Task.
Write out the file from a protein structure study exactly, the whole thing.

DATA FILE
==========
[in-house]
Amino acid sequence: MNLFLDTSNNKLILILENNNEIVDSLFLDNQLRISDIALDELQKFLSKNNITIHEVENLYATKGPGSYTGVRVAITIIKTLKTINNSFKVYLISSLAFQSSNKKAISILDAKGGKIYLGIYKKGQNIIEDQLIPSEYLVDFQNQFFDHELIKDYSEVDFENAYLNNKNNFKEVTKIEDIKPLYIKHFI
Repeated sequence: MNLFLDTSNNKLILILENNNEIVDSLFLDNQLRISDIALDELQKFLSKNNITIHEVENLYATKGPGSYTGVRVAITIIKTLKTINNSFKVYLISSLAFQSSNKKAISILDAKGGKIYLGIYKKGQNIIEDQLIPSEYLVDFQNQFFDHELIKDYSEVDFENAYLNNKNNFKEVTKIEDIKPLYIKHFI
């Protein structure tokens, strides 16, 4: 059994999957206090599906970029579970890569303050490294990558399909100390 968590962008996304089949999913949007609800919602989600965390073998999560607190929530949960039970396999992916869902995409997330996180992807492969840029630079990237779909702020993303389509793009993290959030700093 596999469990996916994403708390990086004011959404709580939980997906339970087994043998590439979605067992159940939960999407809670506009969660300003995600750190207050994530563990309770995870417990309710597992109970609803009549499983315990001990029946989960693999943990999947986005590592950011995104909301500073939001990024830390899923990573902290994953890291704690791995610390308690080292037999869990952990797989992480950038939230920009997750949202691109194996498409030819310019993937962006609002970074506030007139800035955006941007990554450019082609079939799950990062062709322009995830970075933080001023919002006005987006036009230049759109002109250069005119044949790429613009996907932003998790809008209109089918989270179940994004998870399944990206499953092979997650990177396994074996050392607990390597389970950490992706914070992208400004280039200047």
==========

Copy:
[in-house]
Amino acid sequence: MNLFLDTSNNKLILILENNNEIVDSLFLDNQLRISDIALDELQKFLSKNNITIHEVENLYATKGPGSYTGVRVAITIIKTLKTINNSFKVYLISSLAFQSSNKKAISILDAKGGKIYLGIYKKGQNIIEDQLIPSEYLVDFQNQFFDHELIKDYSEVDFENAYLNNKNNFKEVTKIEDIKPLYIKHFI
Repeated sequence: MNLFLDTSNNKLILILENNNEIVDSLFLDNQLRISDIALDELQKFLSKNNITIHEVENLYATKGPGSYTGVRVAITIIKTLKTINNSFKVYLISSLAFQSSNKKAISILDAKGGKIYLGIYKKGQNIIEDQLIPSEYLVDFQNQFFDHELIKDYSEVDFENAYLNNKNNFKEVTKIEDIKPLYIKHFI
């Protein structure tokens, strides 16, 4: 059994999957206090599906970029579970890569303050490294990558399909100390 968590962008996304089949999913949007609800919602989600965390073998999560607190929530949960039970396999992916869902995409997330996180992807492969840029630079990237779909702020993303389509793009993290959030700093 596999469990996916994403708390990086004011959404709580939980997906339970087994043998590439979605067992159940939960999407809670506009969660300003995600750190207050994530563990309770995870417990309710597992109970609803009549499983315990001990029946989960693999943990999947986005590592950011995104909301500073939001990024830390899923990573902290994953890291704690791995610390308690080292037999869990952990797989992480950038939230920009997750949202691109194996498409030819310019993937962006609002970074506030007139800035955006941007990554450019082609079939799950990062062709322009995830970075933080001023919002006005987006036009230049759109002109250069005119044949790429613009996907932003998790809008209109089918989270179940994004998870399944990206499953092979997650990177396994074996050392607990390597389970950490992706914070992208400004280039200047």